the lake and kayaking. Water is so essential, calming and part of us as well. Thanks to my dad & brother I've been around rivers, ponds, oceans & boats for quite a while.

Enjoy your retirement!!

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Response to appalachiablue (Reply #39)

Sat Jun 5, 2021, 01:28 PM

42. Well, we're not retired yet!

Just thinking ahead...next up is renovating our ranch house to accommodate aging in place. That should add the requisite gray hair.

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Response to Lars39 (Reply #42)

Sun Jun 6, 2021, 12:31 PM

55. Good luck with the renovation & whenever

you do retire have a wonderful experience!

Old is Gold

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Response to appalachiablue (Reply #55)

Sun Jun 6, 2021, 12:37 PM

56. Thanks, appalachiablue!

Gotta remember that one...Old is Gold

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Response to MattNC2021 (Reply #12)

Sat Jun 5, 2021, 12:16 PM

37. Exactly

Big Food doesn't care about quality here. We shortcut natural processes to increase profits with little regard for health, and I should add the environment as well. The diet industry is another Goliath of profit.

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Response to appalachiablue (Original post)

Sat Jun 5, 2021, 07:36 AM

16. BMI isnt nearly the best way to judge obesity

Its just the easiest way to measure.
You can be all muscle and be at 30.

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Response to oldsoftie (Reply #16)

Sat Jun 5, 2021, 08:39 AM

18. I agree I am 5 8" and allowed to be 165 per BMI

My second year in the army I was over that and had what they called a pinch test I was allowed 184 after that. My bone structure and muscle mass is larger than average for my height.

At 57 I am at 190 I eat well and do 26 mile bike rides 2-3 times a week I feel great.

I think the the explosion fast food stores and quick frozen meals since the late 70's has a lot to do with it.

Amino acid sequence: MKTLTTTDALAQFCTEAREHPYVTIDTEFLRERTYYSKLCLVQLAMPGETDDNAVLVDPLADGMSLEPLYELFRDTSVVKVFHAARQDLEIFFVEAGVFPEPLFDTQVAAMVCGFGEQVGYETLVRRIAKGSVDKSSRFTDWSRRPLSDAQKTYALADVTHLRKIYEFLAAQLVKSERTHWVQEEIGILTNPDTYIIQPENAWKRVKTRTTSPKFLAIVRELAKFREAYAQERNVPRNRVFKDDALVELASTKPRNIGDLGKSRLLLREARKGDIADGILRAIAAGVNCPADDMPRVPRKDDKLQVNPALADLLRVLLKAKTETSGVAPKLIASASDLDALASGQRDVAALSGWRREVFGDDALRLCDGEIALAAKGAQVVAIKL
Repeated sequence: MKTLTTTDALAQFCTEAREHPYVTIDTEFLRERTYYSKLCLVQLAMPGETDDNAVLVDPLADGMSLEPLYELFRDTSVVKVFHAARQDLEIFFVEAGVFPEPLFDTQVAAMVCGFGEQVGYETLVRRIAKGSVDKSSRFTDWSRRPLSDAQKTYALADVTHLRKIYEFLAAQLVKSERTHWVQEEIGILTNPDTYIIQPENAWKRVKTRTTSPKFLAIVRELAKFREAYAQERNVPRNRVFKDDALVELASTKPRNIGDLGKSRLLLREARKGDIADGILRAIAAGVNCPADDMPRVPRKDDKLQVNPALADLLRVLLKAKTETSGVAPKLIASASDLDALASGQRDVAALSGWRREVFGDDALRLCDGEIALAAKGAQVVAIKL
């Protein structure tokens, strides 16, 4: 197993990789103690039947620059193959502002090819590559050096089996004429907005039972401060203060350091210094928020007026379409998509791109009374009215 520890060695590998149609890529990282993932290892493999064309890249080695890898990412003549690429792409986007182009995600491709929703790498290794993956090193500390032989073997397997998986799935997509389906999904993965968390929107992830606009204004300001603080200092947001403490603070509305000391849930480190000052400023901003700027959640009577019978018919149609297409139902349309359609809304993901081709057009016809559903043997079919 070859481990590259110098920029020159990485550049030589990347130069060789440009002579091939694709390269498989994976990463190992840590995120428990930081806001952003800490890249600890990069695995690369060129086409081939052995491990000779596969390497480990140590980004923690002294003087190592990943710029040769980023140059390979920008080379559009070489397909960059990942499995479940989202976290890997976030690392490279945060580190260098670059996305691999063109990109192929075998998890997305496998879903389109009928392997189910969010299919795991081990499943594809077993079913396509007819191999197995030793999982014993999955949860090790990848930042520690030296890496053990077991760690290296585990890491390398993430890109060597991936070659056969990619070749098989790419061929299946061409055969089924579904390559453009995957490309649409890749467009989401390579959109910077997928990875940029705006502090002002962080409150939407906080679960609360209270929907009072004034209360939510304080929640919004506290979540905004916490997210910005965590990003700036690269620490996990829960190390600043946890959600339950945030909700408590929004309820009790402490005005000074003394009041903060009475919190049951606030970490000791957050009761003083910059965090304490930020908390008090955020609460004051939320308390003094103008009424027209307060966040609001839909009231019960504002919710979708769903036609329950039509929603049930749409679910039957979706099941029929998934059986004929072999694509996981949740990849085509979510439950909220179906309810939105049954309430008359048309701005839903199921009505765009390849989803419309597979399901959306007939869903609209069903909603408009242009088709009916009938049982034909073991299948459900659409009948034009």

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Response to oldsoftie (Reply #16)

Sat Jun 5, 2021, 11:05 AM

30. In defense of BMI...

... I have read (no source, just memory) that people who are all muscle and 30 generally end up having the same general health problems as others who are at 30 as they age. They don't stay all muscle as they grow older.

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Response to appalachiablue (Original post)

Sat Jun 5, 2021, 09:08 AM

20. It's the American way - focus on the symptoms, not the causes.

Drug companies make a bundle by addressing the symptom of obesity, so we can continue to avoid looking at the underlying lifestyle causes. Addressing them would require a remake of our economy, our psychology, our way of life - as other posters have noted. Some symptoms are dangerous, of course, and should be suppressed, while addressing causes at the same time.

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Response to appalachiablue (Original post)

Sat Jun 5, 2021, 09:08 AM

21. That is good news

I had bariatric surgery and have currently lost about 1/3 of my weight. I still have about 25% of my current weight left to lose.

If they can help people lose the wieght before they become morbidly obese, that would be fantastic.

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Response to Marrah_Goodman (Reply #21)

Sat Jun 5, 2021, 10:20 AM

27. The thing that's funny is that bariatric surrgery

affects the very same hunger and fullness hormones that this medication affects. If the medication can make the person feel less hungry and full quicker, without the risks of surgery, it could indeed be a game changer. I'm glad the surgery worked for you, but it killed a friend of mine.

Every hormone and chemical in your body has a normal range. Some people may naturally have too much hunger hormone and not enough fullness hormone. For those people, gaining weight is probably very easy and losing is very hard. This injection is just a higher dose of the drug Ozempic, which has already been on the market for 4 years.

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Response to TexasBushwhacker (Reply #27)

Sat Jun 5, 2021, 11:07 AM

31. Thanks for the info nt

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Response to TexasBushwhacker (Reply #27)

Sat Jun 5, 2021, 02:41 PM

47. I had the sleeve surgery

I did not get the bypass one. This one they just removed about 80% of my stomach.

I am really glad they giving this a shot.

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Response to appalachiablue (Original post)

Sat Jun 5, 2021, 11:31 AM

35. This is a diabetes drug and has been around for a while, known as ozempic